Right-winger Ms Le Pen, 48, has struggled to regain the initiative after a TV debate in which she came across as angry, vindictive and unclear.
She accepted the debate had been ill-tempered and fiery and suggested her performance mirrored the frustration felt by millions across France.
She said: “My words were nothing but the reflection of the anger that will explode in this country.”
Observers interpreted that as thinly-veiled threat that Mr Macron can expect her to mount an aggressive opposition to his presidency and reform plans should she lose.
Ms Le Pen, who stood down as leader of the far right Front National received a hostile reception at her final campaign stop in Reims cathedral with her ally Nicolas Dupont-Aignan as militants chanted “Marine, give the money back”.
She has refused to answer French investigators questions in a probe into whether she misused European parliamentary funds to pay party members.
Ms Le Pen fired off an angry Tweet afterwards accusing Macron supporters of “violence” and a lack of “dignity” in a sacred place.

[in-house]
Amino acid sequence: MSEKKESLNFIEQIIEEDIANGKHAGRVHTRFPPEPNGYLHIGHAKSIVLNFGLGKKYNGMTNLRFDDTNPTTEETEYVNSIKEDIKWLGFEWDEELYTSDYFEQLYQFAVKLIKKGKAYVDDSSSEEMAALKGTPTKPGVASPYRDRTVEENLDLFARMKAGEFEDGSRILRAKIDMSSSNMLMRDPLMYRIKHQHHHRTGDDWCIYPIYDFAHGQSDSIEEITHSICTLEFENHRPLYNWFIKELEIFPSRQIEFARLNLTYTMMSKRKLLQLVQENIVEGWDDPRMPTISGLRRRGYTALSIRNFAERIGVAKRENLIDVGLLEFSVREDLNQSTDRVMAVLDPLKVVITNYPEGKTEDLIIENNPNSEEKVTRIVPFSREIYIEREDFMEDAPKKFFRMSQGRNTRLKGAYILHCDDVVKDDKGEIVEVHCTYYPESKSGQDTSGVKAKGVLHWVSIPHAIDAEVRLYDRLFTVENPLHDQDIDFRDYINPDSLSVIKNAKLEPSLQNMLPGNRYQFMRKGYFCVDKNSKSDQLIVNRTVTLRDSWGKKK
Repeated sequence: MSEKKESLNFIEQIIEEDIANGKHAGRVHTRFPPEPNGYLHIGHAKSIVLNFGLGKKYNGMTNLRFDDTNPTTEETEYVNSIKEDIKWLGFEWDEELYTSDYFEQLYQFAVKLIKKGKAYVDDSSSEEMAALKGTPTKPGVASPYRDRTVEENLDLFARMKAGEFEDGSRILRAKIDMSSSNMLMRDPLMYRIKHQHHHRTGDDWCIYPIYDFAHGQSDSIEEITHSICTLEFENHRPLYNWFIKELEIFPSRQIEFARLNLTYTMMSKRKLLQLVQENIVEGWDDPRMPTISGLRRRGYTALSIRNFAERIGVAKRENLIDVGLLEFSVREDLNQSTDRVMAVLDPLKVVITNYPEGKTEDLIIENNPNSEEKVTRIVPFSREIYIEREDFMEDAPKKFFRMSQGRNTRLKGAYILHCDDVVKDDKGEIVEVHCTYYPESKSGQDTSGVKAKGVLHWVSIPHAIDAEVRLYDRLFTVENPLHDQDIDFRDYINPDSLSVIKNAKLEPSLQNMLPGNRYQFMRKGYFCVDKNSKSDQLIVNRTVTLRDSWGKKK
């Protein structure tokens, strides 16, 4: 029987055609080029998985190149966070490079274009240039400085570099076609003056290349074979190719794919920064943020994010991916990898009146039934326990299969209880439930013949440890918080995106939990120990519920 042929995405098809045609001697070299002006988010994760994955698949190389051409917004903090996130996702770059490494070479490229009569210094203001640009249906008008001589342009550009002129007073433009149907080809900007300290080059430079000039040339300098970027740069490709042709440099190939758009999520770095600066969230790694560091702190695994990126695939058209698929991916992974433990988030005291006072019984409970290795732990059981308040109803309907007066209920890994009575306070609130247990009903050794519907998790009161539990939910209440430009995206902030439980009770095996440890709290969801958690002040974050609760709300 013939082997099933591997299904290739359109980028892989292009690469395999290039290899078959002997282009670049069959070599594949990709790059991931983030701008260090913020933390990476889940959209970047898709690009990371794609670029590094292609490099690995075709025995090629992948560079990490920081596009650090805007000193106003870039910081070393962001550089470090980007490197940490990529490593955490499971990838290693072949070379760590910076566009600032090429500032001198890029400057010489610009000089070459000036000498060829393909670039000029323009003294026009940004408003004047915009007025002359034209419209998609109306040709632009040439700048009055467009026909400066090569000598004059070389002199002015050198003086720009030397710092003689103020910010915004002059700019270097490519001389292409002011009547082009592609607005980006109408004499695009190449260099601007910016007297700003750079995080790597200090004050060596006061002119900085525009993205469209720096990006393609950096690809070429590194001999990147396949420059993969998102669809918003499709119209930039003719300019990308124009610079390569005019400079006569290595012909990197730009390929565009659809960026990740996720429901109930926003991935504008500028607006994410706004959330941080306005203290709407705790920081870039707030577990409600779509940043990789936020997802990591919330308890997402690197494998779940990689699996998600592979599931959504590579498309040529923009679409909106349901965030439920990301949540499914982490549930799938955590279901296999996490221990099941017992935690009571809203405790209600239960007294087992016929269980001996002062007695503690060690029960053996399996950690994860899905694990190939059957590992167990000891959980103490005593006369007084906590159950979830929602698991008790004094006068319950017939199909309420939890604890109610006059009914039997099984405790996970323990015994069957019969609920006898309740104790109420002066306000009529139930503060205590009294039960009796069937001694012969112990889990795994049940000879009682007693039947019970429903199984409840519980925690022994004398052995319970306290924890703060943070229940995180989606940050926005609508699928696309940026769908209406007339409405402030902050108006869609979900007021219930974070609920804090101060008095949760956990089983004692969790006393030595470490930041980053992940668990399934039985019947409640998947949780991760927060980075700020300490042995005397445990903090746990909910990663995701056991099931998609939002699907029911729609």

If she loses tomorrow, Ms Le Pen still hopes the Front National can win up to 60 new seats in parliament, up from the current two.
Her niece Marion Maréchal-Le Pen said any score above 40 per cent in the run-off would be a “huge victory” and would effectively turn the Front National into the main opposition group.
But the opinion polls suggest that may be wishful thinking with most suggesting Mr Macron, 39, has extended his lead by up to four percentage points since Wednesday.
Mr Macron said he was confident French voters would convert a presidential win into a parliamentary majority next month, without which he risks becoming a lame duck hamstrung by a government of cohabitation.
The candidates of France’s two mainstream parties, the Socialists and centre-Right Républicains , crashed out of the presidential race in round one.